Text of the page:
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With more than 50 non-fiction books and numerous magazine articles to his credit, Allen Wyatt is an internationally recognized author. He is president of Sharon Parq Associates, a computer and publishing services company.
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Working with documents in a master and subdocument relationship can have its advantages, but there may be times when such a relationship is not exactly what you want. For instance, you may have a subdocument that represents standard boilerplate text you use in several master documents. If you need to make a custom version of the text for a particular document, making the changes to the subdocument won't yield the desired results. This is because any changes you make to the subdocument are reflected in the other master documents that include a reference to the subdocument.
Instead, you need to remove the subdocument and include its text directly within the master document that requires the specific and unique changes to the text. To accomplish this task, follow these steps:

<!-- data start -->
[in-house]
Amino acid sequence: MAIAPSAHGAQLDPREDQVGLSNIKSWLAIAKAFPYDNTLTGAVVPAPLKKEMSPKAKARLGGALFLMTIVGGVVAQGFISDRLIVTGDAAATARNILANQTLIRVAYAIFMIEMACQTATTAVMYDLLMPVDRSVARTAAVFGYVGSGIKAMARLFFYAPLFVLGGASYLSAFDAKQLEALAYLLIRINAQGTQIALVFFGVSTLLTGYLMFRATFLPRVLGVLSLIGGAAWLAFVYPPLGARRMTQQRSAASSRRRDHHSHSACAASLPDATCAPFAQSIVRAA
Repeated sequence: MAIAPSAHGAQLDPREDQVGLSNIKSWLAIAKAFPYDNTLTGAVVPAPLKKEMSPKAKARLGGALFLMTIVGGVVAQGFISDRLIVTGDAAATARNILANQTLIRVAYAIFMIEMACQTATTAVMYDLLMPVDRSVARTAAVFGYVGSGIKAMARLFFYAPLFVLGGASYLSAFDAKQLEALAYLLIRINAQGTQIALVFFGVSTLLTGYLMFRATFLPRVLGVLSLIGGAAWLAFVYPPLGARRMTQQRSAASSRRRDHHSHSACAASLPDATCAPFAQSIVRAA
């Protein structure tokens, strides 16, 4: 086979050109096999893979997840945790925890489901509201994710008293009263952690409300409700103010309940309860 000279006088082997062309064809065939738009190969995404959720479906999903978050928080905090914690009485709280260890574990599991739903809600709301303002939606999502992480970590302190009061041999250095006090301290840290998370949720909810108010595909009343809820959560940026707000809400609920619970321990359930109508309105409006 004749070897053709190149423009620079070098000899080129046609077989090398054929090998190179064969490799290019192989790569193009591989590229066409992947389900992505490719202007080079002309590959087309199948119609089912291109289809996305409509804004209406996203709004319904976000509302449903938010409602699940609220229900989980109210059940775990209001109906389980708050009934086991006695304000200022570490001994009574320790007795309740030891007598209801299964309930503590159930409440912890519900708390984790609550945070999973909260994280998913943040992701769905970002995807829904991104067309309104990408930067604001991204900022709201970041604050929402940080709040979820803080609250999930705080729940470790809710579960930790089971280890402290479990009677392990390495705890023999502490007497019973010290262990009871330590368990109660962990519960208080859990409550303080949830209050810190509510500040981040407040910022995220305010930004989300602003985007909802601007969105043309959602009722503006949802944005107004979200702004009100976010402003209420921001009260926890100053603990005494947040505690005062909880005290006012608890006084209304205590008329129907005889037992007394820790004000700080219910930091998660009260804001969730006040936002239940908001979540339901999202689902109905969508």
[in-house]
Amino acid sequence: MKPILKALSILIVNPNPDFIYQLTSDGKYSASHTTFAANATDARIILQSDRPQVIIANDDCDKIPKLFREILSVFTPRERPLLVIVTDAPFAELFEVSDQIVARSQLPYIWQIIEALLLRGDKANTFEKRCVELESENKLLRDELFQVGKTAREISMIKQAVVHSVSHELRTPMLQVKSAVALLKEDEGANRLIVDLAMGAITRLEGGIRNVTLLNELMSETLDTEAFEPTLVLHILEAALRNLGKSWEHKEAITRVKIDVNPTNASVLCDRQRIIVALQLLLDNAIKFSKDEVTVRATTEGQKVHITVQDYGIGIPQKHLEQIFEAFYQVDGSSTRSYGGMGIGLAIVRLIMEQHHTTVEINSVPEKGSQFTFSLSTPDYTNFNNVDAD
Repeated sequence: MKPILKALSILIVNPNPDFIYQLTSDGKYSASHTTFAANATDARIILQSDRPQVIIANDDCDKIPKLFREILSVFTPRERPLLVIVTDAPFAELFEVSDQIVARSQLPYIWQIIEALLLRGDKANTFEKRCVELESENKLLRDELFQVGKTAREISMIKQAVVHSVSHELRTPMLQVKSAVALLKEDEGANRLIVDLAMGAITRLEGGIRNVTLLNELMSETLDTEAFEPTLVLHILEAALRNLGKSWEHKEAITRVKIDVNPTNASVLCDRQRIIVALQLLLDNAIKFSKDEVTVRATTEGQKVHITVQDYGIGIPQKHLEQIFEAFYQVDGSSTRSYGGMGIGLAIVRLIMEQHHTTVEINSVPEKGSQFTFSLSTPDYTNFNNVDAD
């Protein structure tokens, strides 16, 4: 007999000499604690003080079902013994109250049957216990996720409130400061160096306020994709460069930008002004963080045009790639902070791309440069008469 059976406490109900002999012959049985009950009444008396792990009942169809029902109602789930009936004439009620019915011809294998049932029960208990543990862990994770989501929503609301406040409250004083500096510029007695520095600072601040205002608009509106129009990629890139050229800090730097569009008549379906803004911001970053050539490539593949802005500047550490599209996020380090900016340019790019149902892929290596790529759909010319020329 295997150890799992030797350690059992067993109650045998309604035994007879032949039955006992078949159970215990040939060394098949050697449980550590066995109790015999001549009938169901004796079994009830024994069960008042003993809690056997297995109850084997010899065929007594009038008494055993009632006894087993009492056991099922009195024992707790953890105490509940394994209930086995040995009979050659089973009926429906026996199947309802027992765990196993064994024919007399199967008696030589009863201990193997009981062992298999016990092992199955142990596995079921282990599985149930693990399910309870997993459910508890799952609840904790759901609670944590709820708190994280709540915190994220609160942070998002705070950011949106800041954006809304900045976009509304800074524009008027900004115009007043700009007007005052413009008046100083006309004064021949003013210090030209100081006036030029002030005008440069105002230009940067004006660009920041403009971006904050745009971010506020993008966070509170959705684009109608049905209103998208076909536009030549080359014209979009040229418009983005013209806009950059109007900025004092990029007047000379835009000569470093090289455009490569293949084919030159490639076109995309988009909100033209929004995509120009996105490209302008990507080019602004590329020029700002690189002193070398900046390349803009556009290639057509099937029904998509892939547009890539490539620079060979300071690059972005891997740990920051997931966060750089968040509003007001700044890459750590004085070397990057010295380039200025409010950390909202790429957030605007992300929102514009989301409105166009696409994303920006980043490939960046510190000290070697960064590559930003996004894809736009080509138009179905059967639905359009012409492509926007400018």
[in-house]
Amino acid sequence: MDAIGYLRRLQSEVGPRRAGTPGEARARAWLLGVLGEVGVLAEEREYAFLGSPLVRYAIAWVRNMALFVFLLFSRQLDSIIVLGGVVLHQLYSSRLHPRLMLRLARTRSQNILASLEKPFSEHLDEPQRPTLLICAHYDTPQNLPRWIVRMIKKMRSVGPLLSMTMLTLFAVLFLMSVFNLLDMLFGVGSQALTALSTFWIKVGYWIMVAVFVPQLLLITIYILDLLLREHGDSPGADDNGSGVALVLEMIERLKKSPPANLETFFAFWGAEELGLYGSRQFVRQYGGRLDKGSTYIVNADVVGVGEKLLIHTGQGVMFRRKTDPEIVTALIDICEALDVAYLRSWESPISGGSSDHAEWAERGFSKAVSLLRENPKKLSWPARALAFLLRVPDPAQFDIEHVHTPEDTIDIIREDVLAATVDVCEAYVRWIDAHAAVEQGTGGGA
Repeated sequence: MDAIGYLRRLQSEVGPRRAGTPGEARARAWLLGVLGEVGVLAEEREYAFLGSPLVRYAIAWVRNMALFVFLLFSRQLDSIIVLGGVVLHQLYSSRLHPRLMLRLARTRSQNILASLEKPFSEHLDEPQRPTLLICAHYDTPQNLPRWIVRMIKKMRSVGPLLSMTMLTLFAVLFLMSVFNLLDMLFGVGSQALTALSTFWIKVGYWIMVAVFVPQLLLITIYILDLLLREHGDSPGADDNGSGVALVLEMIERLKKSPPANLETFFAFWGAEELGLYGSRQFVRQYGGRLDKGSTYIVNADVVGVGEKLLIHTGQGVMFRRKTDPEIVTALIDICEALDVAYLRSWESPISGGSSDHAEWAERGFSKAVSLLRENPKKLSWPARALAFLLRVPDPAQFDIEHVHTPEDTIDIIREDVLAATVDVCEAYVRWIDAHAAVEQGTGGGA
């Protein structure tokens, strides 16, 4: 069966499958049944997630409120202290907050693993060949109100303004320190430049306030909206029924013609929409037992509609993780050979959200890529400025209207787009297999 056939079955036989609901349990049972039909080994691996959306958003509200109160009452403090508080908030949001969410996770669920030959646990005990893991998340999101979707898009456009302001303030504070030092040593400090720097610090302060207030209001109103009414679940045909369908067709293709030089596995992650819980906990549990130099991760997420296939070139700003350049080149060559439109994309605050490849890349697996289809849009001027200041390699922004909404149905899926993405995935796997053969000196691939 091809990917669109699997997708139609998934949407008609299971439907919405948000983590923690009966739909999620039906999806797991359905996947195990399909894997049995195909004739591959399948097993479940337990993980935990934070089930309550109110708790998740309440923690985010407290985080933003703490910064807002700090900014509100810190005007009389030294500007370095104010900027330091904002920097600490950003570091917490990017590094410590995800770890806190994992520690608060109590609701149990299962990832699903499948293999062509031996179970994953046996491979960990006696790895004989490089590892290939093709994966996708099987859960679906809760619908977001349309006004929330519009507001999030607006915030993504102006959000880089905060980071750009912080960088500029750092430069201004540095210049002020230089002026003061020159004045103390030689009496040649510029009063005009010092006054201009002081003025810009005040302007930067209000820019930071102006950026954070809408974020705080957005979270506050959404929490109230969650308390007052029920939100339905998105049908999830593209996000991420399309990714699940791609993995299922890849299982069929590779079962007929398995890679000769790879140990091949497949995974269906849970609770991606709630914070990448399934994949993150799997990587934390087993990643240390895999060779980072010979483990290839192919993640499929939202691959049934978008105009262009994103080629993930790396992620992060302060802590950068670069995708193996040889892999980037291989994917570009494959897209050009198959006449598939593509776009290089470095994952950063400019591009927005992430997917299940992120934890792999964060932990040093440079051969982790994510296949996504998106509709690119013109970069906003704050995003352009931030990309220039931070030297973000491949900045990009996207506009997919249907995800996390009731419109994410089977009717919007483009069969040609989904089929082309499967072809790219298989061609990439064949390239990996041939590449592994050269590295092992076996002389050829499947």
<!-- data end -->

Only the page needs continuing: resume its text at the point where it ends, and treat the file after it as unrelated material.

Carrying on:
At this point, the subdocument reference is removed, but the subdocument text remains. That text is now part of the master document, and you can change it without affecting the subdocument of which it used to be part. (It is interesting that Microsoft decided to call this tool "Remove Subdocument," since it does not literally do that.)
WordTips is your source for cost-effective Microsoft Word training. (Microsoft Word is the most popular word processing software in the world.) This tip (883) applies to Microsoft Word 97, 2000, 2002, and 2003.
Comprehensive VBA Guide Visual Basic for Applications (VBA) is the language used for writing macros in all Office programs. This complete guide shows both professionals and novices how to master VBA in order to customize the entire Office suite for their needs. Check out Mastering VBA for Office 2010 today!